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Bill to Require AM in Cars Moves Ahead in the House

Legislation passes by voice vote, moves next to Energy and Commerce Committee

The “AM for Every Vehicle Act” is moving forward in the House of Representatives.

The legislation has been approved by a voice vote in a House Energy and Commerce subcommittee.

Sens. Ed Markey and Ted Cruz jointly applauded the development, calling it “another clear signal that millions of consumers are demanding broadcast AM radio remain in their vehicles. … We are glad that our House colleagues recognize the importance of the AM Radio for Every Vehicle Act, and look forward to working with our colleagues to enact this critical public safety legislation into law.”

[Related: “AM Radio Bill Bolstered in House Despite Warring Testimonies

Markey and Cruz recently said the AM bill has filibuster-proof support from more than 60 members of the Senate, and it has 254 House co-sponsors. Last summer the Senate Commerce, Science and Transportation Committee approved similar legislation by voice vote.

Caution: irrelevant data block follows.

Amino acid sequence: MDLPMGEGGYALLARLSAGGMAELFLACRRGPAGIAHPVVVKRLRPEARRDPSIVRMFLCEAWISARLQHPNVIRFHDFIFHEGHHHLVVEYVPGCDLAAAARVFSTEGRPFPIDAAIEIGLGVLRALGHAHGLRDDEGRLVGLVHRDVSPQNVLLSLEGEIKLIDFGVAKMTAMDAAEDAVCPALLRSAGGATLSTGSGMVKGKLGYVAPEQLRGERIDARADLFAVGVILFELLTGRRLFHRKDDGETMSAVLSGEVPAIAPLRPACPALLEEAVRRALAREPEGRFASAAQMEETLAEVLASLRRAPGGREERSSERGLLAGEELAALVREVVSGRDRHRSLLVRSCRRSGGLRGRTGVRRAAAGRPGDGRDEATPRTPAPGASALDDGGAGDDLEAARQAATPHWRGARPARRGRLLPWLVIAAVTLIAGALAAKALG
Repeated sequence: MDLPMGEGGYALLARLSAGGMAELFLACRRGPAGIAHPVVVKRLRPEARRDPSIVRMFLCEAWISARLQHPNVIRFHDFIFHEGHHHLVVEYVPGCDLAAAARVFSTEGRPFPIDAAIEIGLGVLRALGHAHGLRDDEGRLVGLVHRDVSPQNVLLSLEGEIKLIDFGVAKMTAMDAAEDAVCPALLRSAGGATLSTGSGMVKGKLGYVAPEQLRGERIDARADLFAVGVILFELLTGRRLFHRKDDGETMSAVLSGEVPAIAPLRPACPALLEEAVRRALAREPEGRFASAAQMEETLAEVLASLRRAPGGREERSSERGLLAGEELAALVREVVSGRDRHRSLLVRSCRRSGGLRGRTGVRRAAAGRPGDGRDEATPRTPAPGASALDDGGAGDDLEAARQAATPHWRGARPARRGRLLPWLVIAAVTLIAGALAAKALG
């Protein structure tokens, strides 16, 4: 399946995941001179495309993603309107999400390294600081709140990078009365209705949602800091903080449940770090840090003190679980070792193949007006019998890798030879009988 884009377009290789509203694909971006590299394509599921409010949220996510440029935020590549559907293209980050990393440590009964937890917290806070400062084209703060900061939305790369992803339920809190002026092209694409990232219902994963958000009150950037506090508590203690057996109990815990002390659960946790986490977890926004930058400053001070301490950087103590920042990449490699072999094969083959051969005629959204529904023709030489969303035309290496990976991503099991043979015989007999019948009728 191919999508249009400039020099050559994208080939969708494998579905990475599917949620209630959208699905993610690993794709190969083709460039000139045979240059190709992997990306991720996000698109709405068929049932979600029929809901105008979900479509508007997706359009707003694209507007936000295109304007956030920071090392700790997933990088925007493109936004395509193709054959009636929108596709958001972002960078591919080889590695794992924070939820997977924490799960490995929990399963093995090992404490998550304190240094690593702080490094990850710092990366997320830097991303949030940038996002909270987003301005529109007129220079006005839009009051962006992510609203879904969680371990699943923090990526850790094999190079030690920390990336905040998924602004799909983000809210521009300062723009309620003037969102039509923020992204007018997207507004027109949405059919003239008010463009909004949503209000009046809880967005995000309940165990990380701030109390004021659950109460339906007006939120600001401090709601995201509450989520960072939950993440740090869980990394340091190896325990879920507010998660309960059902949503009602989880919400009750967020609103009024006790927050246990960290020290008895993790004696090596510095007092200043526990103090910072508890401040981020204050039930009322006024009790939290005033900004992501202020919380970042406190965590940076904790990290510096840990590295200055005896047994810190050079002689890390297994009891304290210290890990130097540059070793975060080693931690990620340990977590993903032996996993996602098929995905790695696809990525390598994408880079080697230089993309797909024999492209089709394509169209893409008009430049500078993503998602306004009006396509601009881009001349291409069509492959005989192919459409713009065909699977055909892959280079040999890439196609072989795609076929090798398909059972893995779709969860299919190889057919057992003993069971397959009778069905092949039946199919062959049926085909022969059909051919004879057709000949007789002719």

National Association of Broadcasters President/CEO Curtis LeGeyt also put out a statement: “America’s broadcasters are grateful to Reps. Gus Bilirakis, Frank Pallone, Chair Cathy McMorris Rodgers, Jan Schakowsky and the bipartisan champions of this legislative effort for their leadership and commitment to preserving the indispensable role of AM radio in local communities across the country.”

The bill would require AM radio as a safety feature in all new vehicles.

In wake of the announcement, Gary Shapiro, CEO of the Consumer Technology Association (CTA), released the following statement:

“The Consumer Technology Association urges Congress to pursue a pro-innovation agenda,” said Shapiro. “Legislation that removes the protections of Section 230 threatens freedom of speech and the internet as we know it. Mandating AM radios in every car will hinder safety and entertainment innovations and increase production costs.

“While we continue to review the draft American Privacy Rights Act, federal privacy legislation should be clear in preempting state laws and protecting companies from frivolous litigation,” he continued. “Missing from subcommittee action this week is the SELF DRIVE Act, pro-innovation legislation to advance the American autonomous vehicle industry and save lives. ”

[Related: “House Bill to Mandate AM in Every Vehicle Gets a Timeline Update“]